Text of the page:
European H2 and FC projects at FFA. In 1994 Ford began with five other partners the
development of a 5 kW fuel cell and in 1996, of a 50 kW fuel cell. Ford then built different FC
vehicles, some equipped with a hydrogen tank and some with a methanol-reformer. These
are shown in Fig. 6.
The most recent car in this series is equipped with a fuel cell in a hybrid powertrain structure,
in which the stack can be decoupled from dynamic power peaks. The interaction between
energy carrier and resulting energy requirements, emissions and costs was illustrated by Mr.
Krüger with Fig. 7.
Fig. 6: Ford Motor Company FCVs
Fig. 7: Fuel/Infrastructure
Although considerable R&D effort is still required, Ford believes that fuel cell technology is
the most interesting powertrain technology for the future.
The theme of the presentation from Mr. H. Mettlach was “General Motors/Opel Fuel Cell
Vehicle Program”. Mr. Mettlach is project engineer in the Global Alternative Propulsion
Centre at General Motors/Opel. General Motors/Opel are convinced that fuel cells have the
highest potential of all alternative powertrain systems in terms of reducing environmental
pollution. Their first FC-prototype vehicle, “HydroGen1”, was introduced in 2000 to
researchers worldwide and successfully took park in different competitions. In 2001 the
“HydroGen3” (Fig. 8) followed with improved performance and practicality.
Milestones achieved with “HydroGen3”
Improved performance and day-to-day practicality compared
• No high-performance
• Increased fuel cell unit
power density, no external
• Compact propulsion module
• Air conditioning system,
• Same loading space as
Fig. 8: HydroGen3 from General Motors/Opel.
Hydrogen, produced with the assistance of environmentally-friendly, renewable energy and
in connection with an FC powertrain system, is seen at General Motors/Opel as the long-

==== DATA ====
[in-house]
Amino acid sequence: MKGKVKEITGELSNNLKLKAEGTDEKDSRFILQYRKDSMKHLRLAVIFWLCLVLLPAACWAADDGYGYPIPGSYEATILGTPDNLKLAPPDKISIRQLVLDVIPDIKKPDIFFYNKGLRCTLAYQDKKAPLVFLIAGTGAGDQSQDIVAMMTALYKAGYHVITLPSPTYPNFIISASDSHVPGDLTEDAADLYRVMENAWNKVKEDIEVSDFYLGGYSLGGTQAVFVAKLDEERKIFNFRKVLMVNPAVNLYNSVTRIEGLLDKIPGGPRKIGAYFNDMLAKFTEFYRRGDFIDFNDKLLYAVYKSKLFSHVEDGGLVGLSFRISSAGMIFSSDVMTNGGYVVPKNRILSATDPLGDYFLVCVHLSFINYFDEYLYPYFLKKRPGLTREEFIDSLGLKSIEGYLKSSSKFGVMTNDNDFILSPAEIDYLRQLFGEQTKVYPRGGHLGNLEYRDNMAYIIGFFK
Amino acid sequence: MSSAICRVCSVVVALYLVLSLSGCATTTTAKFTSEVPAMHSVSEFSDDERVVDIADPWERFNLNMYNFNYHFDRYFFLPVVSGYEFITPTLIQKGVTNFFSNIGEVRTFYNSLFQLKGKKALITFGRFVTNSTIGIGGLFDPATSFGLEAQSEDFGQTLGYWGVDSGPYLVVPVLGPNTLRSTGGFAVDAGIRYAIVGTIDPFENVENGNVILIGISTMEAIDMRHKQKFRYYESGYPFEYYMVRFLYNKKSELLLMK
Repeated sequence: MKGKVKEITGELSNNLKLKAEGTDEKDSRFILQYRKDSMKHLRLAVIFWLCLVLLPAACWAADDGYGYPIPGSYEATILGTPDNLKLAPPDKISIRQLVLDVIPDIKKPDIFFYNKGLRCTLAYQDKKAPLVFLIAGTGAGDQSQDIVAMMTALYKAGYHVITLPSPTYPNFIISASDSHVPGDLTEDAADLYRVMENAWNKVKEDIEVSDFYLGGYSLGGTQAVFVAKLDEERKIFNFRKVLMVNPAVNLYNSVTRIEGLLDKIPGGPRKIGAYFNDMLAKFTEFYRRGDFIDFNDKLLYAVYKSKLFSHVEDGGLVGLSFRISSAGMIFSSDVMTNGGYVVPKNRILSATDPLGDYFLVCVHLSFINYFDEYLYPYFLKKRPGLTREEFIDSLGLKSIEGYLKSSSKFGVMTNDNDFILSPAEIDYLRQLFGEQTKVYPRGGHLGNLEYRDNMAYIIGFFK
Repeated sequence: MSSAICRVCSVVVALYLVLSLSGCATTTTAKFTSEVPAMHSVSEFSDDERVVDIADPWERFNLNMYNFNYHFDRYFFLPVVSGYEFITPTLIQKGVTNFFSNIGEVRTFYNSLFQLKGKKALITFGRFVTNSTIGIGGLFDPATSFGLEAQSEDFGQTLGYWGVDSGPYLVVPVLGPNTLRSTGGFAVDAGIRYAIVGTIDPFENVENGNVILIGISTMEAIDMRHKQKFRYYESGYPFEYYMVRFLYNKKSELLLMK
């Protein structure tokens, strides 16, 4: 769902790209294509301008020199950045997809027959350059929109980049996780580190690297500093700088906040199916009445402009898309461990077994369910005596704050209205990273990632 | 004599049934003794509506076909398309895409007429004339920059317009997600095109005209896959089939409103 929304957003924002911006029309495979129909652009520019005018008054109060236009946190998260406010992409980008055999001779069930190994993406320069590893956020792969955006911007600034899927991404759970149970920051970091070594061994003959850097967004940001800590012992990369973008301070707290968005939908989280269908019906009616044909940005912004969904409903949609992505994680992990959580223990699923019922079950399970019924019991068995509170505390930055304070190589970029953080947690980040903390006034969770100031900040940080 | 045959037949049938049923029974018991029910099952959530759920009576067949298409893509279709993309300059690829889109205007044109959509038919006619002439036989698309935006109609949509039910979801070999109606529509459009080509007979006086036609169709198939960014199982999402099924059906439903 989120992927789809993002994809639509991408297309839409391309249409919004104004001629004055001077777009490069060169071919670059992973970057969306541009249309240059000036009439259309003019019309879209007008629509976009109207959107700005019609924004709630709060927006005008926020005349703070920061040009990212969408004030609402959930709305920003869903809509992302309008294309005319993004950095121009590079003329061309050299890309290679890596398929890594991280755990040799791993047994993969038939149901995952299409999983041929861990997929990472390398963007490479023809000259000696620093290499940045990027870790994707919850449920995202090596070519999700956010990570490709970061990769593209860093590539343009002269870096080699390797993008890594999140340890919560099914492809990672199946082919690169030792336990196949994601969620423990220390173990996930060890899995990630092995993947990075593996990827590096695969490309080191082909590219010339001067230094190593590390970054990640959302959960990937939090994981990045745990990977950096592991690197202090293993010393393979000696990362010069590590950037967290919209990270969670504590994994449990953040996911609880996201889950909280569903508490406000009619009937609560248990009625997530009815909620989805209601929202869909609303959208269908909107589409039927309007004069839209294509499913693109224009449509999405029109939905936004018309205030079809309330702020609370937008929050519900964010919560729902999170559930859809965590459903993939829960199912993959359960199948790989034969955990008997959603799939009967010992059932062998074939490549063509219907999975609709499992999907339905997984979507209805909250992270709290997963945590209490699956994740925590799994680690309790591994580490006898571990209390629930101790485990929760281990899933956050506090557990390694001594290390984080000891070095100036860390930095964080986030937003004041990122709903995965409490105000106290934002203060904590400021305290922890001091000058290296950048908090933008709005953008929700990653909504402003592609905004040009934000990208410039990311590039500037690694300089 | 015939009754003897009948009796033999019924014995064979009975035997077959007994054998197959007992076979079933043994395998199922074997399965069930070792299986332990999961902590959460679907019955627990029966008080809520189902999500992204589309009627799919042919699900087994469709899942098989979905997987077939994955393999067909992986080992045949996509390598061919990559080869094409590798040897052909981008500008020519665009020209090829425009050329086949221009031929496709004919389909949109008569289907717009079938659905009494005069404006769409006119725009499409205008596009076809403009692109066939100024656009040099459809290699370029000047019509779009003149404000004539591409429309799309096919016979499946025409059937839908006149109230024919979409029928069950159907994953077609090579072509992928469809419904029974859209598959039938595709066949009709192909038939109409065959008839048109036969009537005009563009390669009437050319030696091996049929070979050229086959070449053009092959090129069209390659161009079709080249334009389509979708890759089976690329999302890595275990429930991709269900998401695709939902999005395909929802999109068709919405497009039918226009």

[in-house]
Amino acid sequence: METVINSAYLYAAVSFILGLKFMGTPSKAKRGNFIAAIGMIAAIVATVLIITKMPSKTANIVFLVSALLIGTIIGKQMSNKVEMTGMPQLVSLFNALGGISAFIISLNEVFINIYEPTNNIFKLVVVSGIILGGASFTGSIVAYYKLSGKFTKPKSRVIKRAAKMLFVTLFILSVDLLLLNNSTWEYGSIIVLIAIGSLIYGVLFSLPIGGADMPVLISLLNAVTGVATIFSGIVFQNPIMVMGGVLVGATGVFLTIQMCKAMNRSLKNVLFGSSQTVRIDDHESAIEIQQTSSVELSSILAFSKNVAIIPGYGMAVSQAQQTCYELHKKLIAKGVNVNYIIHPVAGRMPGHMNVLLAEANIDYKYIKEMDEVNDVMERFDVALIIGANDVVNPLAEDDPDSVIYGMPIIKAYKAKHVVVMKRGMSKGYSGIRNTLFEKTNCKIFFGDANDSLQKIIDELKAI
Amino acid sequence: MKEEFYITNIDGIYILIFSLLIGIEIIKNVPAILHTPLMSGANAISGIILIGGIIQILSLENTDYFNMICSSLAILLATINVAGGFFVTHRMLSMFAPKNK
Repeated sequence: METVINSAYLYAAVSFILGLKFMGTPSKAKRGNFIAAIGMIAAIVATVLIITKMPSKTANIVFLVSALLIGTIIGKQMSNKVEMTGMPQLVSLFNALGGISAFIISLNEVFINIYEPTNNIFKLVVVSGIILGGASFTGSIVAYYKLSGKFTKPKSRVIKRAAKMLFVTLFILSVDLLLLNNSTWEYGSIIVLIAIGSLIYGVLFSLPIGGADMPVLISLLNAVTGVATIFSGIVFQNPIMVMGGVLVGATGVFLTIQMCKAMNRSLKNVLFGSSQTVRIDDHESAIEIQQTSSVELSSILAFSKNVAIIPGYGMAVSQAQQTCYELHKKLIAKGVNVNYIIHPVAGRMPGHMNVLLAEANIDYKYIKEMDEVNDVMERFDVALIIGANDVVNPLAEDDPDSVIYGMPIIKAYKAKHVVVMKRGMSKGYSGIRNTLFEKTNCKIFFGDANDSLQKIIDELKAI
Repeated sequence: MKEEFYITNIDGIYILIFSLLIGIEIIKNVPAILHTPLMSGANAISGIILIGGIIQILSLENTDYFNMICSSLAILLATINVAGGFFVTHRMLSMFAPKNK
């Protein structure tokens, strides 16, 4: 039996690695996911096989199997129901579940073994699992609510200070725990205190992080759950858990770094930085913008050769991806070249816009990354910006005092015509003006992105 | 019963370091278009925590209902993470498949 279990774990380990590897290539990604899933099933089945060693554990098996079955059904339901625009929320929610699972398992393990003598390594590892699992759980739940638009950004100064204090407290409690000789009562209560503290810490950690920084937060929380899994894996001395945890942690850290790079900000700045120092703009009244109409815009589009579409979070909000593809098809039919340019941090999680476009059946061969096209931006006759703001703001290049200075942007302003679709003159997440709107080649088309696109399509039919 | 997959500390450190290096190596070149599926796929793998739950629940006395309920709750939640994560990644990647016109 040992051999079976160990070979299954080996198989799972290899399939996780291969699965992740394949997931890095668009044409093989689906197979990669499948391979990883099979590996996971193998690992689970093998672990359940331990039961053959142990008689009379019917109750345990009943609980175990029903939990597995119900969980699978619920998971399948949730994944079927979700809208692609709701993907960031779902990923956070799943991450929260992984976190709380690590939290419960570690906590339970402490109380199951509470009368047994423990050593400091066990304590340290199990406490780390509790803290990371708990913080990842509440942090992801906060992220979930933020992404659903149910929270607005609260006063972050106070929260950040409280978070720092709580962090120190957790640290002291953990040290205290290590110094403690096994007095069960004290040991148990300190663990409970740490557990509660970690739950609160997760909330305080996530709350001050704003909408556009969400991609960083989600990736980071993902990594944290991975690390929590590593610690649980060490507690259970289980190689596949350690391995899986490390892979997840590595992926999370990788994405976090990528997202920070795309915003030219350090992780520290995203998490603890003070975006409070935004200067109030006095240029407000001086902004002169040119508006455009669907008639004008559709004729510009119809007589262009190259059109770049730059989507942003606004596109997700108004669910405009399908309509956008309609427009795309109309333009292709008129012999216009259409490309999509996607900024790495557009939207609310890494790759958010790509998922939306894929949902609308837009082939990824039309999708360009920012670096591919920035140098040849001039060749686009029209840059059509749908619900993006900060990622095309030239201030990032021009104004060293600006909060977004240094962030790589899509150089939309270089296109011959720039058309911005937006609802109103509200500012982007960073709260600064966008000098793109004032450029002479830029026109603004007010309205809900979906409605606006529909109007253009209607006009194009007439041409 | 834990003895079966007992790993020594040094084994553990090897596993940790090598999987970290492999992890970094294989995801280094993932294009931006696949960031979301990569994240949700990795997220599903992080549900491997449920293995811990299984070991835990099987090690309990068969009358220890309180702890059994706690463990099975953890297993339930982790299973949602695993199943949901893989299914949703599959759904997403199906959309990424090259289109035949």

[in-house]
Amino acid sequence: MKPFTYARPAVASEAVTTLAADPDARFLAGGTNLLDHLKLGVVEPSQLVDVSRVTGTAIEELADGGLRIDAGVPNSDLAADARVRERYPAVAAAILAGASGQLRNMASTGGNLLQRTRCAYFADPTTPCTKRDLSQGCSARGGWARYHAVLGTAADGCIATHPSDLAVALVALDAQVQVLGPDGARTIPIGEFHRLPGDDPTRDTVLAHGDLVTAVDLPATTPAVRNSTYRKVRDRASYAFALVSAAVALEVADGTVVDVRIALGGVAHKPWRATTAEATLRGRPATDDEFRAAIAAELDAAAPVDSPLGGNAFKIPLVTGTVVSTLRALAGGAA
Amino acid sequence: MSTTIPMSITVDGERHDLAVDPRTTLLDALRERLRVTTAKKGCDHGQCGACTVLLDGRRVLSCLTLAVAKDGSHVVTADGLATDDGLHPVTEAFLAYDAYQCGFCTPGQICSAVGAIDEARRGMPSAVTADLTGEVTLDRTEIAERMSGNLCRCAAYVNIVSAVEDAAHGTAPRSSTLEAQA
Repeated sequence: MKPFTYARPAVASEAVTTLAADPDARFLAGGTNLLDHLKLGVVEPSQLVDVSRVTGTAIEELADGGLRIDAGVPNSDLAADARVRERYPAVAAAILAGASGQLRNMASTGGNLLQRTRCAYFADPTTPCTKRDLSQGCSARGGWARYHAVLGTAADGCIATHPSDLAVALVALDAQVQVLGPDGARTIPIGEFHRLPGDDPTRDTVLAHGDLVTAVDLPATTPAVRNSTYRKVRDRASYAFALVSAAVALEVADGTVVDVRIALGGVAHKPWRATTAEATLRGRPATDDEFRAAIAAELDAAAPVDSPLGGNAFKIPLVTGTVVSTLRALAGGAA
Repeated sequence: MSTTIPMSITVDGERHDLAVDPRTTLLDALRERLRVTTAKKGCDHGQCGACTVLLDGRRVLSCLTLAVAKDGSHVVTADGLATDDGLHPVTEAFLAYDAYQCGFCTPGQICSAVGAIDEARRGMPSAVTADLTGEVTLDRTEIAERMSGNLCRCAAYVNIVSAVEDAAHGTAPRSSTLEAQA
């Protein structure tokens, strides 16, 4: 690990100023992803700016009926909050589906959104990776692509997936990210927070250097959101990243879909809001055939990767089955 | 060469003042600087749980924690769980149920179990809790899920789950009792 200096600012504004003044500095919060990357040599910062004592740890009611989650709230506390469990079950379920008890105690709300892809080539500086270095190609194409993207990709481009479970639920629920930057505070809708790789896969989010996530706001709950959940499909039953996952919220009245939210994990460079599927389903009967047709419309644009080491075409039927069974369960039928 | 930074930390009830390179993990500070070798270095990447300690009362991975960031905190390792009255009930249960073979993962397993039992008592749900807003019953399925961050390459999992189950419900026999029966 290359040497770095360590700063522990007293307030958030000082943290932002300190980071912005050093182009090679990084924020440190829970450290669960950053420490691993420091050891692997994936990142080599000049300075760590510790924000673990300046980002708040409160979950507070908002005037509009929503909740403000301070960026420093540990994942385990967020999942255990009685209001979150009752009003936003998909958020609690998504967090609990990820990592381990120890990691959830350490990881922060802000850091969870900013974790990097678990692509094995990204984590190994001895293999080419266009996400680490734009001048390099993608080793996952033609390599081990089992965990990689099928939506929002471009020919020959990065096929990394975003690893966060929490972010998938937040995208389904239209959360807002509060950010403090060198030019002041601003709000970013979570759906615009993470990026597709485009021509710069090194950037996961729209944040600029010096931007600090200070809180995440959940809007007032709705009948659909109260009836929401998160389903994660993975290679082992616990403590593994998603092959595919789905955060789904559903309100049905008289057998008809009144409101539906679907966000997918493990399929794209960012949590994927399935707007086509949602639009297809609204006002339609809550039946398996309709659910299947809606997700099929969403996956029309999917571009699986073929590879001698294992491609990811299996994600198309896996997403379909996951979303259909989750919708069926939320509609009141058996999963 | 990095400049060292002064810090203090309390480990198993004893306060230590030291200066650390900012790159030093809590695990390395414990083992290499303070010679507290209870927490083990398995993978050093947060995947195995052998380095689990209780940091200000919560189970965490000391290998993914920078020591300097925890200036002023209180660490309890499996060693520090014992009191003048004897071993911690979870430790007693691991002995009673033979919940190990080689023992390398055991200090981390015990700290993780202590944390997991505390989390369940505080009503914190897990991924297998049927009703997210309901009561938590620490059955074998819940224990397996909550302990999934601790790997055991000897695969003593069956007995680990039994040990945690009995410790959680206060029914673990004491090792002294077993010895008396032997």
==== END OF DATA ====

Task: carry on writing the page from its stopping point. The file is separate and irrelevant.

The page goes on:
term fuel of the future. As shown in Fig. 9, the on-board reforming of fossil fuels is seen as
the transition strategy to hydrogen, but it should not hinder the implementation of the long-
term vision hydrogen.
Gasoline Fuel Processing
• On-board fuel processing
• On-site fuel processing
Challenges for on-board fuel
• System size
• Product costs
“Bridging” solution not to hinder implementation of long-term vision
Fig. 9: Gasoline Fuel Processing.
Methanol is not seen as a alternative because of cost and little potential for reduction of CO2
emissions. Mr. Mettlach reiterated in his conclusion, that the efforts of the automobile
industry towards the successful introduction of FC-technology in automotive powertrains is
only possible with the support of governments and energy companies. In addition customer
acceptance of the new technology has to be guaranteed.
Mr. J. Beretta delivered the presentation “PSA Peugeot Citroen Fuel Cell Strategy” authored
by Mr. A. Klein, programme manager for fuel cells at PSA.
At PSA the development of environmentally-friendly automobiles is a main area of research,
together with the improvement of conventional propulsion systems (combustion engines),
PSA is concentrating on the introduction of alternative fuels and the development of electric
vehicles with batteries, fuel cells and hybrid powertrains, and is currently involved in several
national and international research programmes.
PSA has developed its fuel cell strategy based on long experience, concentrating on the
PEM in fuel cell technology. Between 2005 and 2010 hydrogen (compressed at 300-
350 bars) is seen as the fuel source (at first, only in specialised automobiles). Most likely